Standing in line to take a final bow with a group of friends, Laith* clearly has no difficulty performing in front of an audience. Largely improvising, the 16-year-old Syrian refugee confidently delivers the final monologue in the closing scene of a play about mental health. Now out of character, applause fills the community center. The lively group of actors begin to make over-dramatic acting gestures in front of their friends and family, bringing some comic relief to the room.
Later, Laith gently ushers one of his three younger siblings up a staircase which leads to their home. She has been promised ice cream, which he later says reminds him of his favorite place, Dablan. He remembers how his father used to take him after work to buy the “best ice cream” in Syria.
Laith and his family, including his siblings, moved to their small but well-kept house in Mafraq, Jordan, after leaving their home in Homs, Syria, four years ago. A true thespian in the making, Laith’s description of his previous life is almost poetic. “It was heaven really, as much as I can say. There are no words to describe it, from everything – the people, the place, the weather… We treated each other like one big family. That’s how people are in Homs.”
Laith speaks earnestly of his time in Jordan, but laments the lack of green fields and a place to play. “People from outside used to visit [Homs] for its beauty. It had this beautiful soccer field… I especially miss this because here in Mafraq there’s no such thing.” However, he believes this encouraged him to focus on acting as an outlet to overcome his experiences.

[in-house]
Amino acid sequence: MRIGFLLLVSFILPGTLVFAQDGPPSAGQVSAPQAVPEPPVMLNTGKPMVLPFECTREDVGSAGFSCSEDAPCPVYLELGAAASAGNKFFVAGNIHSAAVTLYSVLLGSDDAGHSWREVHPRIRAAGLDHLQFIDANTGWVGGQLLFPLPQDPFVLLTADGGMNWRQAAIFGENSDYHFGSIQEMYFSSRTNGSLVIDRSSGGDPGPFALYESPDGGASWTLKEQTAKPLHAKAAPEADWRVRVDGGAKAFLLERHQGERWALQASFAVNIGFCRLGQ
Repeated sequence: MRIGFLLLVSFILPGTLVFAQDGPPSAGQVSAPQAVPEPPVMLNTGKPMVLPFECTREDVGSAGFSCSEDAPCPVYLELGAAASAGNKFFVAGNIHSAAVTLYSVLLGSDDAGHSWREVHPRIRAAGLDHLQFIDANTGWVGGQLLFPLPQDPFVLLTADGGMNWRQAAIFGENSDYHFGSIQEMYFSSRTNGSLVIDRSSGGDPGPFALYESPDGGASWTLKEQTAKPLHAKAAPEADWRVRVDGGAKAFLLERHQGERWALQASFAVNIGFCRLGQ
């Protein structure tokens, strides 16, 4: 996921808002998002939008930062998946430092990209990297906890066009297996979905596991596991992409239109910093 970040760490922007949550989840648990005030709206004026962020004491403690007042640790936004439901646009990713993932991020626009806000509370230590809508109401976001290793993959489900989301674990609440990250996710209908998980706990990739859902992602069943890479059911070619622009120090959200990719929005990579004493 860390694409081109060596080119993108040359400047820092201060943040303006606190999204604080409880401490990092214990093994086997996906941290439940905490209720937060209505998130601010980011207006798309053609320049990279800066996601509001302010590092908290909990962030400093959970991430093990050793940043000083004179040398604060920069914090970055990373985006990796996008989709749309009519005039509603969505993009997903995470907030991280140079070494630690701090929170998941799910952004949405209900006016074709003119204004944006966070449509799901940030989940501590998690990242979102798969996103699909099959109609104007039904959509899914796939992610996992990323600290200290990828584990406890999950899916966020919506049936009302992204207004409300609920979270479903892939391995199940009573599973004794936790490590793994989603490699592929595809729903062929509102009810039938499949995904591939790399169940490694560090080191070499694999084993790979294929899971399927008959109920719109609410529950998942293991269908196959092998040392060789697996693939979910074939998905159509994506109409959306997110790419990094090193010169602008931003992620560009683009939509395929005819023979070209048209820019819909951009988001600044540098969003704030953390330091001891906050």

He says he is happy here. His love of performing and dreams of becoming an actor have led him to meet new friends who share his interests. He tells us that these friends have helped to ease the feelings of being displaced from his home and friends in Syria. Of course, particularly as an adolescent, you don’t have to be a refugee to miss someone you have become particularly “attached” to; Laith smiles bashfully when asked if he misses anyone:
“I had a friend… we were close from kindergarten until fifth grade. We used to always sit next to each other on the bus on the way to school. After the war started I never saw her again, if I did I would have taken her number or something. Her name was Kinda*… I’d love to see her again One Day.”
*All names in this story have been changed to protect the identity of the beneficiaries. The pseudonyms have been chosen by the beneficiaries themselves.